Jan and I found ourselves in Arizona the day after Thanksgiving — on “Black Friday.” Because there is an hour difference between California and Arizona, we were wide–awake at 4:00 A.M. and decided to go to the mall and see what all the shopping fuss was all about. It was cold, raining and pitch black, but still, we had trouble finding a place to park. Some people had camped out on the sidewalk the night before just to be there for the race to the discounted television sets! Insanity ruled as crass consumerism ran unbridled through the mall. Wrong size? Just throw it on the floor and keep excavating. Coupons filled the air. Christmas carols blared and tempers flared.

We sat back and watched the show. There were the scientific shoppers who knew what they wanted and had carefully scouted the terrain the day before. There were team players as mom guarded the shopping cart and sent her minions on missions of consumption. “Mine! Mine! Mine!” It reminded me of a flock of seagulls fighting over a hot dog bun at the beach. I’d like to report that we rose above the fray, but alas I walked out with three pairs of shoes and a microwave gadget that makes hard-boiled eggs “without the messy shell.”

A few years ago, Jan and I visited Bethlehem, the birthplace of Jesus. Bethlehem is famous for her ancient olive trees and still, today shepherds tend their sheep in the hills below the village. And even though there is a massive, ancient church there commemorating the place of the birth of the Lord, it isn’t hard to imagine what it must have been like the night Christ was born. Yes, there was the chaos of the crowded village outside, but in the cave (for caves are still used as stables), in a stone manger lined with straw, a tiny baby was tightly wrapped in swaddling clothes. That child brought hope and salvation into the world in the most wondrous way. I can’t help but smile as I meditate on that moment and I wish the bedlam of Black Friday could be transformed back into the peace of Bethlehem.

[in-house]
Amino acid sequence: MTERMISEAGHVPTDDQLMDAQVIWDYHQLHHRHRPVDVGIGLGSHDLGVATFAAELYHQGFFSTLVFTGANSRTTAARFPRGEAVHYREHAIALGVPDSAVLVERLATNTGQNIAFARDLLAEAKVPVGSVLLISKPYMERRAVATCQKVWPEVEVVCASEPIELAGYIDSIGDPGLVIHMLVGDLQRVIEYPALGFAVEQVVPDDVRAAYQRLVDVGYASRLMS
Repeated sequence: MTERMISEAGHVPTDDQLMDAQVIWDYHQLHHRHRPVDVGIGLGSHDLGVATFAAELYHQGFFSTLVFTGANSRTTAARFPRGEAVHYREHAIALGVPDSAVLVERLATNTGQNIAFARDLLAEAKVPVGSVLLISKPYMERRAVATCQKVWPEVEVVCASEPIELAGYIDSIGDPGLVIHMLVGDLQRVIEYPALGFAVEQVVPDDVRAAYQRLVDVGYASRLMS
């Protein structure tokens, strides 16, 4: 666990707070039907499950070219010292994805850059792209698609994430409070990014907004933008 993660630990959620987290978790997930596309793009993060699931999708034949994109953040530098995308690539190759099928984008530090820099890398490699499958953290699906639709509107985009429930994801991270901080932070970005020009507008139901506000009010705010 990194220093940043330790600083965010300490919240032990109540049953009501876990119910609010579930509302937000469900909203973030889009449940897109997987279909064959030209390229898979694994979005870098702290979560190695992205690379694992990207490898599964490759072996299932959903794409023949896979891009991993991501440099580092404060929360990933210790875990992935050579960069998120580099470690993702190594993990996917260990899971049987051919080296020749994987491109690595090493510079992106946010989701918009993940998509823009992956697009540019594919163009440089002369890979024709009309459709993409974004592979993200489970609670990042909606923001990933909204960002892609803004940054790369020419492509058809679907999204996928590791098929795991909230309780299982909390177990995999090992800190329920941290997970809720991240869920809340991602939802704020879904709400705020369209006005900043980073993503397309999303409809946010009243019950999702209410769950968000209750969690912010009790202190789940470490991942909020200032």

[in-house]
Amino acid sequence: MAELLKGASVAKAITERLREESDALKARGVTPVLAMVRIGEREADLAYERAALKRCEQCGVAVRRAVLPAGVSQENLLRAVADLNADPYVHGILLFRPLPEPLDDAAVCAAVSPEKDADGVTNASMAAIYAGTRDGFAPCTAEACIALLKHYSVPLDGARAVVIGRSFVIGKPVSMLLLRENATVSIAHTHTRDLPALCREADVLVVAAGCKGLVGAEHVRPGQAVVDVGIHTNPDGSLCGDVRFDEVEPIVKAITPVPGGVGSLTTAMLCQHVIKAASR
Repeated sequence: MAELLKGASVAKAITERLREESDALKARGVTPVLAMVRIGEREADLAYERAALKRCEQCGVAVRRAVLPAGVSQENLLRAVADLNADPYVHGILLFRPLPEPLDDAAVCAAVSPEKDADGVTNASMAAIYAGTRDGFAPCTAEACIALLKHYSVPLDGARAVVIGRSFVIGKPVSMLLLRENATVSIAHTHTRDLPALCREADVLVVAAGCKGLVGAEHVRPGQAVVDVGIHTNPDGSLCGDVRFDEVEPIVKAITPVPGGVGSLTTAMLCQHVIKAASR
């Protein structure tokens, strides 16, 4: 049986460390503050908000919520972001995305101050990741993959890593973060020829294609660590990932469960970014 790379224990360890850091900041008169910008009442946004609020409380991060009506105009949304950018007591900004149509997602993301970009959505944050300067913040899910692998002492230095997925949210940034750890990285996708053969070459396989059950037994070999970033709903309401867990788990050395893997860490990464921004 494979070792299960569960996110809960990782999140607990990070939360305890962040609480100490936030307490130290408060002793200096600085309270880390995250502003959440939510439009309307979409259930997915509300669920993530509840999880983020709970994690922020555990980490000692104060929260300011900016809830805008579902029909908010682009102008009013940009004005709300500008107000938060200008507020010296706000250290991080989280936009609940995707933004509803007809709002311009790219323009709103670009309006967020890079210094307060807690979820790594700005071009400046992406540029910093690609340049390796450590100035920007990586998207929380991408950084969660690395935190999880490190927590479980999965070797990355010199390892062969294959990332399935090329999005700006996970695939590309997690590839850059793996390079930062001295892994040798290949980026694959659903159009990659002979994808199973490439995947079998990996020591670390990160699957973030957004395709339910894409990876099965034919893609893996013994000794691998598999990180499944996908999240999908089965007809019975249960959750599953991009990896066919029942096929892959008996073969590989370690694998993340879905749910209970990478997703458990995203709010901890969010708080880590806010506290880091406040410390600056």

Exercise

Today’s exercise is as simple as it is profound. Be nice. What does that mean to you? 

The Question That Can’t Be Asked

Working in the Boat Yard

A few years ago, Jan and I were looking for a new congregation to serve. The whole process was fascinating. I share an entire book of “Proverbs for Preaching” with young people who want to enter the ministry. The first one, of course, is “No congregation is stronger than her leaders.” By that, I mean the care and nurturing of elders and other leaders must be a top priority.  The second proverb certainly was in play during the candidate selection process we encountered: “It takes seven times longer to get anything done in church than anywhere else.”

The reason for that is easy to understand. Congregational committees only meet once a week, so the first half of the meeting is generally spent “bringing everyone up to speed” or reviewing last week’s meeting. This is especially true when selecting a new preacher. One congregation told me, “We’re going to take about a year to choose someone new.” At least they were honest! Other churches set aside three or four months to collect applications and then began the process of “weeding them out.” For ministers who are out of work and living on savings, that might be a little long. Of course, if they are looking to lure someone out of a pulpit to their congregation, it doesn’t matter, except to the congregation losing their minister!